SALT LAKE CITY — All types of plastic bags — from grocery bags to garbage bags — are no longer allowed in Salt Lake City's blue recycling bins.
City officials are gently trying to spread that message, hoping to educate residents about the costly and bothersome impacts plastic bags can have on recycling sorting equipment.
"It jams it up," said Vicki Bennett, Salt Lake City's Sustainability Department director, noting that the sorters have "so many moving parts" that plastic bags gum up the equipment and have to be removed by hand.
Last week, the department posted on Facebook the city will "no longer be able to accept plastic bags" in the curbside bins.
"They get caught on machinery in recycling facilities, cause expensive delays, create significant litter and do not biodegrade," the post states. "Recycling processors around the country are not accepting them anymore, and this directly impacts Salt Lake City's recycling program."
The city has been working toward phasing in the change since last year, and last week marked the beginning of a "soft launch" of the ban from the blue recycling bins.
In addition to grocery bags and garbage bags, dry cleaning bags and other plastic films — such as cling wrap — will no longer be accepted.
"We want people to understand we need their help," Bennett said. "That's the only way any of this is going to work."
Bennett said the city doesn't intend to fine offenders, but if there are households that continue to put plastic bags in their recycling bins, they might get a notice on their bin from the city.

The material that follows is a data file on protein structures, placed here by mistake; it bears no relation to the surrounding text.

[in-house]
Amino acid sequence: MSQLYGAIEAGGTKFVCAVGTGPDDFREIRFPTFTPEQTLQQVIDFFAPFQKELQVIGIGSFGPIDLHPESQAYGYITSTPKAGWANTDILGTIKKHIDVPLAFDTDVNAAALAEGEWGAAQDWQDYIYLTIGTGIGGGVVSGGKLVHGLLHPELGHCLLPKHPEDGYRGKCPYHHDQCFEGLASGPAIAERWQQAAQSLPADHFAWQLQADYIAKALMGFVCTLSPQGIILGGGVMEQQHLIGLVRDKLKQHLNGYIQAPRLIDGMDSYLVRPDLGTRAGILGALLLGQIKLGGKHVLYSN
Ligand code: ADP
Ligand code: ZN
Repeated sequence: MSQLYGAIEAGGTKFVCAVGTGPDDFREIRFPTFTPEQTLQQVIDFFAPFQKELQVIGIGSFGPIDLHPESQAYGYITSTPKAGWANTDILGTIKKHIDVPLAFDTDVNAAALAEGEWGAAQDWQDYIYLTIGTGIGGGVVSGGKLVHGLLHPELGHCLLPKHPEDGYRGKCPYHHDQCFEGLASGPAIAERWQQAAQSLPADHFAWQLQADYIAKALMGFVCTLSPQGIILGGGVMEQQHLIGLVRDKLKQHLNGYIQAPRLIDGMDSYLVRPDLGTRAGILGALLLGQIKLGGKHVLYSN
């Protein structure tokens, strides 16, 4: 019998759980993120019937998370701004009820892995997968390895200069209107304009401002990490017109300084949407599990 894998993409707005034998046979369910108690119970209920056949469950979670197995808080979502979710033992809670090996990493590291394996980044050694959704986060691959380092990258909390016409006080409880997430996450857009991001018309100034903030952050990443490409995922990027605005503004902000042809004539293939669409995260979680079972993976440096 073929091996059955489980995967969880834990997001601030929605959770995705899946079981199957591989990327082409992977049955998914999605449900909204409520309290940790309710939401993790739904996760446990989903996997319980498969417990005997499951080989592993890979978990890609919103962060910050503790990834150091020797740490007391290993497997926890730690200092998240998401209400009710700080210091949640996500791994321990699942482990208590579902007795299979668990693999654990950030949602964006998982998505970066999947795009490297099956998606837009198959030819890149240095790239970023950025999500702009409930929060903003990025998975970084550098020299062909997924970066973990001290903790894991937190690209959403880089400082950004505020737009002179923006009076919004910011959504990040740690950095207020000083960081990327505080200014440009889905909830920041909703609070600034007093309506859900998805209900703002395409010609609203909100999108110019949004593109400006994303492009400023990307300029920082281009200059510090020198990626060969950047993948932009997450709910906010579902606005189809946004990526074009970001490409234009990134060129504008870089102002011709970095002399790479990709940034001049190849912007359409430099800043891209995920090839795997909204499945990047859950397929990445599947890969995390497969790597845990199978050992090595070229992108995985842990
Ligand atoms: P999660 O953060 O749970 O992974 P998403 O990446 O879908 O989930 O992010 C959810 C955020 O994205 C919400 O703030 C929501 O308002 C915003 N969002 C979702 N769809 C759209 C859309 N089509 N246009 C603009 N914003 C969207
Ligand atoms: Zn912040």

"It's one of those things that's hard," she said, acknowledging some residents might not listen. "We're not the green police."
Instead, city sustainability officials will continue to work to educate residents, Bennett said.
First and foremost, Bennett said her team is urging residents to stop using plastic bags altogether.
"Single-use plastic bags at the grocery store are the most wasteful things in the world," Bennett said.
Park City last year became the first city in Utah to ban plastic bags — though that ban only affects three grocery stores within the city.
Bennett said Salt Lake City officials have studied a ban of plastic bags, but such a law hasn't gained any traction because a Salt Lake City-only ban could be problematic because it could deter grocery stores from locating in the city.
Instead, a statewide law would "make so much more sense," Bennett said.
"We would be so behind that," she said. "Then all the stores would be on even footing, everyone would have the same requirements no matter where you are."
But, Bennett added, "if no one else will step up, maybe we have to look at those options."